When we think of “quant” hedge funds, we often think of a room full of PhD’s and applied math nerds crunching vast amounts of data, creating algorithms and then delivering trade signals to make buy and sell orders in incredibly short timeframes. In theory, data mining traditional price and fundamental and trading flow data is no longer enough to produce consistent returns. Times are changing, fast.
Quant hedge funds are the R&D laboratory for the financial industry. Hedge fund research is where sophisticated new techniques are hatched and experiments are made. Some of these new strategies produce outsized returns and some are failures. The hope is that you find that pot-of-gold at the end of the rainbow. This is not R&D research to change the world or prevent a disease, but it could buy you a new house in the Hamptons.
The key word there is "laboratory." Literally, millions of signals can be generated from datasets before finding one that provides an edge. Hedge funds don’t use 98% of the quant research produced. Investors should appreciate the amount of failed experiments and the time it takes to produce alpha.
One reason hedge fund returns have been lackluster is that new ideas and algorithms that started in the hedge fund world have migrated into other financial industry products like exchange-traded funds (ETF). The best example of this is all the popular smart beta and alternative investment strategy ETFs with lower fee structures. These strategies were only recently available to researchers at hedge funds, but it’s safe to say that those strategies will not produce the same returns and hence the market will be forced to adapt. Bottom line, too much money chasing the same strategy reduces profit margins.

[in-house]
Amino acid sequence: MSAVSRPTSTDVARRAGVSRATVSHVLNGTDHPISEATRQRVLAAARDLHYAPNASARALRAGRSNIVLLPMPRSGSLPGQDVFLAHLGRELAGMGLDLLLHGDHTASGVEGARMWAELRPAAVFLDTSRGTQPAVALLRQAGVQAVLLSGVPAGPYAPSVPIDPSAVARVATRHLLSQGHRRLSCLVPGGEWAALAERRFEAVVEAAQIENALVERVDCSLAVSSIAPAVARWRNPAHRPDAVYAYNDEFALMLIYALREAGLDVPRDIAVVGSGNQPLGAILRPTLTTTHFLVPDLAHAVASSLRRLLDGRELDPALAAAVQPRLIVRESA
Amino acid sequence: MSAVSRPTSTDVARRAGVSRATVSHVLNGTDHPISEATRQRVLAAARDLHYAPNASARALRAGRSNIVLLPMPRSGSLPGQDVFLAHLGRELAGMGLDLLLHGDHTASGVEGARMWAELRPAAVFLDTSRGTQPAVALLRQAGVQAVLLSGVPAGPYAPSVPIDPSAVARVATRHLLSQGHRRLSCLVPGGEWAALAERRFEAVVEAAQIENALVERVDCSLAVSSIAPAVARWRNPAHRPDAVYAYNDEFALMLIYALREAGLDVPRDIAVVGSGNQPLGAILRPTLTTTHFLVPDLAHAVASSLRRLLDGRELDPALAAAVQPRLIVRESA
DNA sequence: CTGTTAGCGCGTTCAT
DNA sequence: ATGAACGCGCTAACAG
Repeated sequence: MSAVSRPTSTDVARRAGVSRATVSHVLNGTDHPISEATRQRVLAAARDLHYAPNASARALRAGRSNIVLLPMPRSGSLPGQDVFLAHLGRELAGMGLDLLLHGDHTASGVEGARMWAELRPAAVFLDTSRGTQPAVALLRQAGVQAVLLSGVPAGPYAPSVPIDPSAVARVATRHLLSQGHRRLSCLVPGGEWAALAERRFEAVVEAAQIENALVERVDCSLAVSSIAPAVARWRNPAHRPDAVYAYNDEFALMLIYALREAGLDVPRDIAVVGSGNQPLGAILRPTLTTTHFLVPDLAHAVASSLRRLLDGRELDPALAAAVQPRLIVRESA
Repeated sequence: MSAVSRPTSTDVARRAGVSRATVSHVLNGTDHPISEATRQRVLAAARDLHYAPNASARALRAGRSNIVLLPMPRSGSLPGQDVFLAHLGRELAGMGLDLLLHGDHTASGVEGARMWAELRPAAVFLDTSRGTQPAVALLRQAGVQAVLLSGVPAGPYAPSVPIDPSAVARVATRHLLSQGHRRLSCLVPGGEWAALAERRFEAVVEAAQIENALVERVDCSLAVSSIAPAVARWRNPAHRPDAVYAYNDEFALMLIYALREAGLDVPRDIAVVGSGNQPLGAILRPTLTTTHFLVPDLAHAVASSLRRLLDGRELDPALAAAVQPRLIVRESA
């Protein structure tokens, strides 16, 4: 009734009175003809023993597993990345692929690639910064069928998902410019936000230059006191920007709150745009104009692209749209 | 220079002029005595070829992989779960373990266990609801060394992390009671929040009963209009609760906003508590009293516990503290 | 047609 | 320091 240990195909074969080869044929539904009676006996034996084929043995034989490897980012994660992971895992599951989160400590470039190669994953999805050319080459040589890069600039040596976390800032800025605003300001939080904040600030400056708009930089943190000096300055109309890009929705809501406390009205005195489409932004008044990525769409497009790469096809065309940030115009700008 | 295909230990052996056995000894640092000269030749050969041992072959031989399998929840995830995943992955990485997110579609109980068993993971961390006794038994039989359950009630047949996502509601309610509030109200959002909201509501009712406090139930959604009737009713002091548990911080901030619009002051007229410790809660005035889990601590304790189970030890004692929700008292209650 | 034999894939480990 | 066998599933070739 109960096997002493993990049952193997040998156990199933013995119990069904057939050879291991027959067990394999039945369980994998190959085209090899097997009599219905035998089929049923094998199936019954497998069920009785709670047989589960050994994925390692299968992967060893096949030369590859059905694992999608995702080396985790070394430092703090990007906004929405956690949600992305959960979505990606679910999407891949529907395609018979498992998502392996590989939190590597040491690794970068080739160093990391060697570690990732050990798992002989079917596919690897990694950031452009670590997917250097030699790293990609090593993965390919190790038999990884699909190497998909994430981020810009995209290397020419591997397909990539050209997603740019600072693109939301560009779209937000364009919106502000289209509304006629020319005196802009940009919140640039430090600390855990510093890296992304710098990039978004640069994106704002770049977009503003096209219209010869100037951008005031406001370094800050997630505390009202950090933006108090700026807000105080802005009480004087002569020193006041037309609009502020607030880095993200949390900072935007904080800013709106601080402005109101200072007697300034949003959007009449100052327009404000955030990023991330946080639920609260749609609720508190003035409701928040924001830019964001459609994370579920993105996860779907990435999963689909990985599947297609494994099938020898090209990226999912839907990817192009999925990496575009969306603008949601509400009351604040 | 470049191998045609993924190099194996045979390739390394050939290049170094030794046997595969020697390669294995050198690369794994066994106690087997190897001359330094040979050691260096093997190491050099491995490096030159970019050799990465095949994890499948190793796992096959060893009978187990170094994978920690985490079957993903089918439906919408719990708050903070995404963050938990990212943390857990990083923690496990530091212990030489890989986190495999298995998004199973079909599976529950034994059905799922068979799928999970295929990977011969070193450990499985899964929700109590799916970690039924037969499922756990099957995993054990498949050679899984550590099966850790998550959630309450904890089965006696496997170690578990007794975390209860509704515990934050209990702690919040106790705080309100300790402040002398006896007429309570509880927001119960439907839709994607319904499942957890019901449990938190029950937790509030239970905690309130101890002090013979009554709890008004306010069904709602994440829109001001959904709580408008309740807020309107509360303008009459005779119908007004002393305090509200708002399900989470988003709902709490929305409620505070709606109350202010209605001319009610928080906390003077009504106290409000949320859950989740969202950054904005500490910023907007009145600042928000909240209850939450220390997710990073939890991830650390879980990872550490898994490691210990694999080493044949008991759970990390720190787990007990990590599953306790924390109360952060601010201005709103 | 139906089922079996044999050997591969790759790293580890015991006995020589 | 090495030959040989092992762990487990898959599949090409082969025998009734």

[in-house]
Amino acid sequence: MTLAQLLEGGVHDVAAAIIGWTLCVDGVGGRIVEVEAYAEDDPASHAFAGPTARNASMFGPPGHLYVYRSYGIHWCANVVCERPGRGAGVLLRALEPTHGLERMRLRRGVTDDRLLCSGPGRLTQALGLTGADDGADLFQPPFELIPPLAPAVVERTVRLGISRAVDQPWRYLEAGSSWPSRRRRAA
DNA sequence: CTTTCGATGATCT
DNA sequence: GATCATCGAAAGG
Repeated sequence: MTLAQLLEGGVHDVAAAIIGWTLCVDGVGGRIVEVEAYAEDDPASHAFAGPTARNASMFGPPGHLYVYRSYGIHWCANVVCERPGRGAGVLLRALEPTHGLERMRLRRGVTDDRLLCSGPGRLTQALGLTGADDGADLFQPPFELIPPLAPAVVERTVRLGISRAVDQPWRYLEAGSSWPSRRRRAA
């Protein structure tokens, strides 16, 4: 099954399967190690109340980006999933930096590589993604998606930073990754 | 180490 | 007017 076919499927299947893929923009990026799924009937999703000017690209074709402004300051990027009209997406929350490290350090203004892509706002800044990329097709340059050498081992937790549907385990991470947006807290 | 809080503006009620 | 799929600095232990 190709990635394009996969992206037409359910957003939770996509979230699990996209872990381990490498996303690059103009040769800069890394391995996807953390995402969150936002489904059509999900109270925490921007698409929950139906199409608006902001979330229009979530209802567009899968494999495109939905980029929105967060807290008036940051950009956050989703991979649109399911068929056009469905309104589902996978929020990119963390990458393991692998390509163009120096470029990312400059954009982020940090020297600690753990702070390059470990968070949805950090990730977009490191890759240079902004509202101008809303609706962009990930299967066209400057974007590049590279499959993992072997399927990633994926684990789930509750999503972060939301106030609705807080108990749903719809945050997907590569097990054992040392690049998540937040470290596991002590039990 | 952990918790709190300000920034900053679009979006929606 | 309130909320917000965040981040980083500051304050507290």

Elon Musk said the best piece of advice is to “constantly think about how you could be doing things better and questioning yourself.” He also said, “Some people don’t like change, but you need to embrace change if the alternative is disaster.”
Hedge funds are constantly looking for an edge, and once they find it there are competitors arbitraging out that edge so there is a constant need to find the next big thing. What is the next big thing: Alternative data? Machine learning? Deep learning? Hedge funds are always trying to stay one step ahead, which raises the idea of what’s next? One answer may be to follow the leaders.
We reached out to Andrej Rusakov, partner of Data Capital Management (DCM), about their quant hedge fund and the new generation of quant research.
DCM is a new generation algorithmic hedge fund disrupting the investment management industry by leveraging cognitive computing and big data technologies. They specialize in strategies that make use of both traditional and novel sources of information (news, sentiment, crowedsourced financial estimates, etc.) as well as machine learning methods to generate investment returns.
The culture at DCM is collaborative and curious and values scientific data and facts more than experience and intuition. The team consists of Ph.D.s and Harvard MBAs, with degrees in computer science, engineering, physics, mathematics and business management, and experience in quantitative research and risk management at global investment banks, fundamental analysis at leading private equity firms and cutting-edge technologies in big data companies.